Alumni return from 17 countries for soccer reunion

Cesar Urrutia ’98 traveled the farthest — all the way from Lima, Peru, with stops at four airports before reaching Fairfield.

Alumni and friends came from 17 countries altogether for the “MIU Soccer & Friends” reunion May 12–14. Countries included Sweden, Germany, Netherlands, Italy, Hungary, Bulgaria, Kenya, Mozambique, India, Mauritius, Philippines, Peru, Ecuador, Trinidad & Tobago, Jamaica, the Dominican Republic, and the US.

MIU fielded formidable soccer teams in the 1990s and early 2000s. They won many championships and played in leagues with other universities, including the University of Iowa (with 50 times MIU’s enrollment at the time).

Having been away from campus for twenty years and longer, team members wanted to reconnect. The impetus came from then-coaches Francesco Volponi, Falk Mieschendahl ’96, and Carlo Castillo ’98, who organized the weekend and reached out to all the former players.

“It’s the reunion I didn’t know I needed,” one person said in an anonymous survey afterward. “It was full of joy and fun but more than anything, full of love. I  didn’t want it to end.”

“This reunion means the world to me,” another wrote. “This was a much needed time with old friends. It will hold a very special place in my heart for years to come.”                        

Another: “Even coming from the US and seeing how much the place has changed is uplifting. It gave me a sense of wanting to become a student again. MIU was and will continue to be vital to my life.”              

The reunion kicked off on Friday with registration and lunch in Annapurna Dining Hall. Ken Daley, past professor of exercise and sports science, took the group on a bus tour of campus, culminating at the library, with a visit to the beautiful Golden Jubilee display of MIU’s history and the history of the larger global TM organization.

The weekend was filled with reminiscing, laughter, and of course soccer.   

After meditation in the Golden Domes, the group reconvened for a festive pizza party in the newly-renovated Wege Center for the Arts. MIU President John Hagelin extended a warm welcome and spoke about the university. Francesco and Falk also addressed the group. Then everyone joined current students in the opening reception of the new art exhibition, “FACTUAL / ACTUAL,” in the Wege Center’s art gallery.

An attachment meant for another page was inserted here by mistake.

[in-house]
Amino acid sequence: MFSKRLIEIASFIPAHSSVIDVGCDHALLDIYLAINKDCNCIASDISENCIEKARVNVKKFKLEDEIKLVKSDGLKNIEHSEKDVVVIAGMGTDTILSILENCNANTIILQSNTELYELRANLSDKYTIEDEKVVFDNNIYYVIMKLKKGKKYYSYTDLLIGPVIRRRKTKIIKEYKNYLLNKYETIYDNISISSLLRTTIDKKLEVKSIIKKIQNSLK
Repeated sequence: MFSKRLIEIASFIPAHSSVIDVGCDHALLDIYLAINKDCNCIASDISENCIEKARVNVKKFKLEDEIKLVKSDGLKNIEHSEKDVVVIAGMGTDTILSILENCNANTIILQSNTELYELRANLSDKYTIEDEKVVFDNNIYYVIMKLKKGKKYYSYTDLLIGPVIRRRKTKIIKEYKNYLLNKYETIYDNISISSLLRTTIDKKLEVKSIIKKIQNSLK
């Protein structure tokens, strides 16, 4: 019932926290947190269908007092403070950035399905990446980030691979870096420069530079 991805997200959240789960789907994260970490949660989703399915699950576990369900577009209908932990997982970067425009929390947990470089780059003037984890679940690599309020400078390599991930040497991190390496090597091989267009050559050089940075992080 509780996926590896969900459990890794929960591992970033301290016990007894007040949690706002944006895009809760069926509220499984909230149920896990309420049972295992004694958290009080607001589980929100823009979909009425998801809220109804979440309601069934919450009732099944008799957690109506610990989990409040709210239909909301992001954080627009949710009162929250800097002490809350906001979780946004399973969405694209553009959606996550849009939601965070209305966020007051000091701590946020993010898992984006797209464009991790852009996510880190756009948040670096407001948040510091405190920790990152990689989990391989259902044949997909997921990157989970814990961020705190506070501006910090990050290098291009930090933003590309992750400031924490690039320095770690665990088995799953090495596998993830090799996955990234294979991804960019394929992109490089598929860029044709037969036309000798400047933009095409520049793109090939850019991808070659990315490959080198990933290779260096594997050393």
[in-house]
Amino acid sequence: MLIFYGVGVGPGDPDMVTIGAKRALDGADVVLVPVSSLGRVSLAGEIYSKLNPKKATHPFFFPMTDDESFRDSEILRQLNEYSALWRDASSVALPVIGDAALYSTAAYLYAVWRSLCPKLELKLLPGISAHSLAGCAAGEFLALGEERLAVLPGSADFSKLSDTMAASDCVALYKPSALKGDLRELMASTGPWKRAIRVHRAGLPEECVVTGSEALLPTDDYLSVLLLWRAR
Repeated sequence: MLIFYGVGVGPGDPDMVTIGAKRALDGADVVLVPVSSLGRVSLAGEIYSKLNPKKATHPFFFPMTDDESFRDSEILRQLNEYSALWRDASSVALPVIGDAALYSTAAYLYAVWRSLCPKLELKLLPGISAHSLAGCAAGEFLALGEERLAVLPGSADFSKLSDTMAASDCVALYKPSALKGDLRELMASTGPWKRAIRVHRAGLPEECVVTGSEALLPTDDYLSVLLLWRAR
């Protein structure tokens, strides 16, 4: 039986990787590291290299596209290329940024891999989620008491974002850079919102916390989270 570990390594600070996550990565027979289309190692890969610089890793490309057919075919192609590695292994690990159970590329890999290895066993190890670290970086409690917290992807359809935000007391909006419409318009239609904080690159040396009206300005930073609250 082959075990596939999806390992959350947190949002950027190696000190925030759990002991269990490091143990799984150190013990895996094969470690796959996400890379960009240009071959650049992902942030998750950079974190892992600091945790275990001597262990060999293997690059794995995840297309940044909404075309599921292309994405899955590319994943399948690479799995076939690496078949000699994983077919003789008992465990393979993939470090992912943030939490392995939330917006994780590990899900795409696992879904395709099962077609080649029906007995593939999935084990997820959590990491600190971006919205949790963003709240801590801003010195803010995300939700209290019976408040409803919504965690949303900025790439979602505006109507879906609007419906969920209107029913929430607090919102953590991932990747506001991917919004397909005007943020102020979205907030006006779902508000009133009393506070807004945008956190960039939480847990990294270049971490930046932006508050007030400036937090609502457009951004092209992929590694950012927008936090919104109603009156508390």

Then came Saturday and the reunion’s centerpiece — a soccer game.

It was the alumni against current students.

Though the alumni were in their forties and fifties and mostly retired from soccer, both teams displayed admirable skills. The students were definitely impressed by their elders. The game was moved to the Fieldhouse due to rain, which only heightened alumni nostalgia, since they had played many games there. One alum commented: “I felt significantly older after the soccer game.”

After evening program, the group went to the Cider House for dinner and to town for dancing.

The weekend was filled with emotion — old friends reconnecting and sharing their appreciation for each other and their MIU experiences.

“Coming back on campus was like coming back home,” said Petra Renker ’98.

“In 1991, my soul embarked on this new experience at this weird place called MIU in Fairfield,” said Victor Manuel Garcia, “and last weekend, my soul traveled in a time machine. I wouldn’t change it for anything.”  

Sunday morning, the alumni gathered for a final meal, reminiscing about the good old days and processing the new memories forged over the weekend. By Sunday evening, most had started their journey back home.

But the experience was so powerful that the team decided they’d reunite every three years. Planning for the 2026 “MIU Soccer and Friends Reunion,” May 22–24, 2026, is already underway. 

In the post-reunion survey, participants reflected on the role MIU continues to play in their lives.

“[MIU] was the foundation that helped me develop a sense of self. I deepened my self-understanding and that has served me well over the years.”

“It was the foundation that helped me develop a sense of self,” one wrote. “I deepened my self-understanding and that has served me well over the years.”

“My Vedic Science-centered Computer Science education has provided me with a powerful insight in to this field and all others,” another wrote. “It’s something I cherish. This knowledge continues to power me on with my other involvements and interests, and enables me to have meaningful, in-depth conversations with professionals in many other fields. Simply put, it empowers me to make great and productive connections even today.”

“It was the best time in my life,” wrote another. “Being in the dome twice a day was an amazing privilege.”

And another had this recommendation: “More events like these. . . . In the end people weren’t there so much to play soccer as to connect with people they had lost touch with.”

Farewell on the soccer field

Thank you to Eva Saint Denis for her contributions to this story.